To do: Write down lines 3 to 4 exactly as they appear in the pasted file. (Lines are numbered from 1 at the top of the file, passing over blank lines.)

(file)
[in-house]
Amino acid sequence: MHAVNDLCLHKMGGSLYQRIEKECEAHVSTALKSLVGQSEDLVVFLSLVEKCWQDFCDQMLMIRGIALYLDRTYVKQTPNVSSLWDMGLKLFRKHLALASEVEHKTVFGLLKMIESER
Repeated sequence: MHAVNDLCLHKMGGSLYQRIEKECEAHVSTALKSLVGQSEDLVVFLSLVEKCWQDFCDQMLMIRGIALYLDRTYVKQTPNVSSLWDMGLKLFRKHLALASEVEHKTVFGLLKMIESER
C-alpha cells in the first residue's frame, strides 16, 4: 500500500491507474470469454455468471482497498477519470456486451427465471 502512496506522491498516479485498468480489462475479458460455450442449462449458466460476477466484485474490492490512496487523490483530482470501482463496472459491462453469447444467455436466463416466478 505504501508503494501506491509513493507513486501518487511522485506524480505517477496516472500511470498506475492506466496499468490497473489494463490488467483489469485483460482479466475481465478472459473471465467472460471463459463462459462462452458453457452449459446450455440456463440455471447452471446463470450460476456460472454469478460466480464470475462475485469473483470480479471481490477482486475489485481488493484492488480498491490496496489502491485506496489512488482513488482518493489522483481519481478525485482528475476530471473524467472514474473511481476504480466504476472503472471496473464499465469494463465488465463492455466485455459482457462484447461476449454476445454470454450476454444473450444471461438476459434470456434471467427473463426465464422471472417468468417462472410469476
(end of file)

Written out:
Repeated sequence: MHAVNDLCLHKMGGSLYQRIEKECEAHVSTALKSLVGQSEDLVVFLSLVEKCWQDFCDQMLMIRGIALYLDRTYVKQTPNVSSLWDMGLKLFRKHLALASEVEHKTVFGLLKMIESER
C-alpha cells in the first residue's frame, strides 16, 4: 500500500491507474470469454455468471482497498477519470456486451427465471 502512496506522491498516479485498468480489462475479458460455450442449462449458466460476477466484485474490492490512496487523490483530482470501482463496472459491462453469447444467455436466463416466478 505504501508503494501506491509513493507513486501518487511522485506524480505517477496516472500511470498506475492506466496499468490497473489494463490488467483489469485483460482479466475481465478472459473471465467472460471463459463462459462462452458453457452449459446450455440456463440455471447452471446463470450460476456460472454469478460466480464470475462475485469473483470480479471481490477482486475489485481488493484492488480498491490496496489502491485506496489512488482513488482518493489522483481519481478525485482528475476530471473524467472514474473511481476504480466504476472503472471496473464499465469494463465488465463492455466485455459482457462484447461476449454476445454470454450476454444473450444471461438476459434470456434471467427473463426465464422471472417468468417462472410469476